Surface Area — In this section we will show how a double integral can be used to determine the surface area of the portion of a surface that is over a region in two dimensional space. Area and Volume Revisited — In this section we summarize the various area and volume formulas from this chapter. Vector Fields — In this section we introduce the concept of a vector field and give several examples of graphing them. We also revisit the gradient that we first saw a few chapters ago.
Line Integrals — Part I — In this section we will start off with a quick review of parameterizing curves. This is a skill that will be required in a great many of the line integrals we evaluate and so needs to be understood. We will then formally define the first kind of line integral we will be looking at : line integrals with respect to arc length. We also introduce an alternate form of notation for this kind of line integral that will be useful on occasion.
We will also see that this particular kind of line integral is related to special cases of the line integrals with respect to x, y and z. Fundamental Theorem for Line Integrals — In this section we will give the fundamental theorem of calculus for line integrals of vector fields. This will illustrate that certain kinds of line integrals can be very quickly computed.
We will also give quite a few definitions and facts that will be useful. We will also discuss how to find potential functions for conservative vector fields. Curl and Divergence — In this section we will introduce the concepts of the curl and the divergence of a vector field. Parametric Surfaces — In this section we will take a look at the basics of representing a surface with parametric equations.
We will also see how the parameterization of a surface can be used to find a normal vector for the surface which will be very useful in a couple of sections and how the parameterization can be used to find the surface area of a surface. Surface Integrals — In this section we introduce the idea of a surface integral.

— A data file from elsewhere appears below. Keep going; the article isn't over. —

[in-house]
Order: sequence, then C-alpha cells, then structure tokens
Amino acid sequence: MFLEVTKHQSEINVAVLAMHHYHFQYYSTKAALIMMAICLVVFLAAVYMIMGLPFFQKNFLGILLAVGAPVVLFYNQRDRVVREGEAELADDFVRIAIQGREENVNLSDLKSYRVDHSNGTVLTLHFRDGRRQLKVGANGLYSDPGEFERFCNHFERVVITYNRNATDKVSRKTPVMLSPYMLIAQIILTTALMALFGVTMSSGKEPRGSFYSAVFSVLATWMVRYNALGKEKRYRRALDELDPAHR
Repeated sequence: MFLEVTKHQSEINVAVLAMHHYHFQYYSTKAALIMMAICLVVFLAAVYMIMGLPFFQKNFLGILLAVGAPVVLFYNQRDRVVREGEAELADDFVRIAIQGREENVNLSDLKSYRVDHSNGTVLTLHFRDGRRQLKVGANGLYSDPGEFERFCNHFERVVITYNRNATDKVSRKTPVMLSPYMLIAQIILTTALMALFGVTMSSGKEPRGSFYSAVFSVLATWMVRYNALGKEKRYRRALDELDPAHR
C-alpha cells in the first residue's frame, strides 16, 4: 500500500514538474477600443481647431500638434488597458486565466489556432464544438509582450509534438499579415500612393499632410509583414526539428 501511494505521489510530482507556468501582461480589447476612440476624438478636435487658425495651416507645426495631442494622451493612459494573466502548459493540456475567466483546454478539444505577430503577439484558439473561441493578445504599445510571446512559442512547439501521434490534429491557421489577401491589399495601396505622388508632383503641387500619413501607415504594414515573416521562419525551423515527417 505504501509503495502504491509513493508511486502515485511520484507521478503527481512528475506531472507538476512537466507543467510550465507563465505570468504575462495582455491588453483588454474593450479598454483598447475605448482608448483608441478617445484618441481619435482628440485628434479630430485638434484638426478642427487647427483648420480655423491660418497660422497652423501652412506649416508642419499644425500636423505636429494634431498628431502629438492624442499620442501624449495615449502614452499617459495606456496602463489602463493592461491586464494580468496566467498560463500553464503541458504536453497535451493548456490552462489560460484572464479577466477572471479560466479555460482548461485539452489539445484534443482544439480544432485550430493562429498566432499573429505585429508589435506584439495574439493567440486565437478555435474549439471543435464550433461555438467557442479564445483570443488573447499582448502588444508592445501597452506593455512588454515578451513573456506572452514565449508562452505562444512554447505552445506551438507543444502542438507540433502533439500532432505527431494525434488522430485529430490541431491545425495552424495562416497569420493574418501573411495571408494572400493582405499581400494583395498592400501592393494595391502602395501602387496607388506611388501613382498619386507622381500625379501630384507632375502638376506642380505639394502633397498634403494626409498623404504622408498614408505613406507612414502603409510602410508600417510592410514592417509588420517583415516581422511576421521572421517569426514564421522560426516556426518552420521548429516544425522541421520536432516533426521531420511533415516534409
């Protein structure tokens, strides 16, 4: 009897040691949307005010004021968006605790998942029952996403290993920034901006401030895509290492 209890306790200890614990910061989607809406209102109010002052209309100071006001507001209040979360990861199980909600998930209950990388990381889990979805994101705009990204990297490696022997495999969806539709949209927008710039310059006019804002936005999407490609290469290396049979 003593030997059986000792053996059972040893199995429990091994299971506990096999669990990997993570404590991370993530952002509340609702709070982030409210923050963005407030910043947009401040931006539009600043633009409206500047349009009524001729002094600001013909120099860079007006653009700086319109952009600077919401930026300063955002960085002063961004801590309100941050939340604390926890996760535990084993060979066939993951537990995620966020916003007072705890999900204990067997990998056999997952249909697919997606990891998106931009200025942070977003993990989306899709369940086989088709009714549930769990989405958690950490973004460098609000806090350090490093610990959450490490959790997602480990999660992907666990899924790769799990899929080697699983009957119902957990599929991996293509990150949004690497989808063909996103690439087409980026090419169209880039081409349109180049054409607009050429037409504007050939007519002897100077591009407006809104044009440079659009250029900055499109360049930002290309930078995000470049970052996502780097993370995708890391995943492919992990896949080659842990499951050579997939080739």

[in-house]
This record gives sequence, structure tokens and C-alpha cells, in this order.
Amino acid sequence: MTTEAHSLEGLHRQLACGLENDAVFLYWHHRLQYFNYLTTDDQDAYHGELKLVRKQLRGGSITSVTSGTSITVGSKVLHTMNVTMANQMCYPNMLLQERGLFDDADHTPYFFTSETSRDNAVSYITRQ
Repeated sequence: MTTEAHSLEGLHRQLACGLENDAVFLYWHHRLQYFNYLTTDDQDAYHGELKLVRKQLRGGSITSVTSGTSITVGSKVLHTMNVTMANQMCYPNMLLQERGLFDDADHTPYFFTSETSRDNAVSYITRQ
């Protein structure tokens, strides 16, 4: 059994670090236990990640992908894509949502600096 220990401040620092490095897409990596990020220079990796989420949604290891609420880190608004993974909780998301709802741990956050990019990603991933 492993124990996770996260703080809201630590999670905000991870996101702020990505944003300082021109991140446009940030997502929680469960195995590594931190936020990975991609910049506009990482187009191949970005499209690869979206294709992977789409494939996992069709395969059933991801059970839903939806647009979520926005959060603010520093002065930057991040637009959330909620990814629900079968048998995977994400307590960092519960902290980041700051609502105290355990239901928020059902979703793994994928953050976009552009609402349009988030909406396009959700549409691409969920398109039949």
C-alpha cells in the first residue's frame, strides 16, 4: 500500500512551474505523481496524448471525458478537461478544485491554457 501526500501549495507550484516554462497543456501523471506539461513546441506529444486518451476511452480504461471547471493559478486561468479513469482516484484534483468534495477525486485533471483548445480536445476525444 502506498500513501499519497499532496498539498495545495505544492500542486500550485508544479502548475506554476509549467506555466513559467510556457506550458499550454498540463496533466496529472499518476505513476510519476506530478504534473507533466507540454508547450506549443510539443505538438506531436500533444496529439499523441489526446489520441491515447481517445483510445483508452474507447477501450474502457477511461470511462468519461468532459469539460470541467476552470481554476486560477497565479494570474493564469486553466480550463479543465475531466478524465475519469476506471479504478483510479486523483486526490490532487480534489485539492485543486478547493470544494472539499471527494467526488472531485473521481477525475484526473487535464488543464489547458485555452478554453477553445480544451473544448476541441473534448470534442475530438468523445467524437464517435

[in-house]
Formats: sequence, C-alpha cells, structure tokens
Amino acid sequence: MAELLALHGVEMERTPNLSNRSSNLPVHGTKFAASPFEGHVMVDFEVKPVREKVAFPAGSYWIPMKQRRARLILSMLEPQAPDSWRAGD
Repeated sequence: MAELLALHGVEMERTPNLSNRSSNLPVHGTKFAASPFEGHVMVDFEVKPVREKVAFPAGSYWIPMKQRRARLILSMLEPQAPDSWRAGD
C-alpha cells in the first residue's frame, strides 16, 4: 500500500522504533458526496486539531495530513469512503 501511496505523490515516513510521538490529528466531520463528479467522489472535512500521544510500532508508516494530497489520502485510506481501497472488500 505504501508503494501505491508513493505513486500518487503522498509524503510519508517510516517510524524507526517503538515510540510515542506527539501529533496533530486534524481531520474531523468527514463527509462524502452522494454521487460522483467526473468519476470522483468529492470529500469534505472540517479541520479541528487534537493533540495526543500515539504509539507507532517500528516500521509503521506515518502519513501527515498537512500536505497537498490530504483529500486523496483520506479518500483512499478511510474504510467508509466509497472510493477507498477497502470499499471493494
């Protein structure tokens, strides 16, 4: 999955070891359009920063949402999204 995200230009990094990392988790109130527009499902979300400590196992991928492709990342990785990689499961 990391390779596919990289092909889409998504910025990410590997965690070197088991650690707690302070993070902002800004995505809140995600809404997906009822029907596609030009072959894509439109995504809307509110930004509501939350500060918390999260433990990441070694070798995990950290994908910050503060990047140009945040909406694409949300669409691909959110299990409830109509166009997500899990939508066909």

With surface integrals we will be integrating over the surface of a solid. In other words, the variables will always be on the surface of the solid and will never come from inside the solid itself. Divergence Theorem — In this section we will discuss the Divergence Theorem.
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you have a sufficient mastery of the subject for multivariable calculus. We first list elizabethsid.org html//handouts/MVT elizabethsid.org Solution: This problem requires the chain rule.
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Good luck! Problem 1. These questions are designed to ensure that you have a su cient mastery of the subject for multivariable calculus. Necessary background is first year calculus through infinite series. Calculus of variations, branch of mathematics concerned with the problem of finding a function for which the value of a certain integral is either the largest or the smallest possible.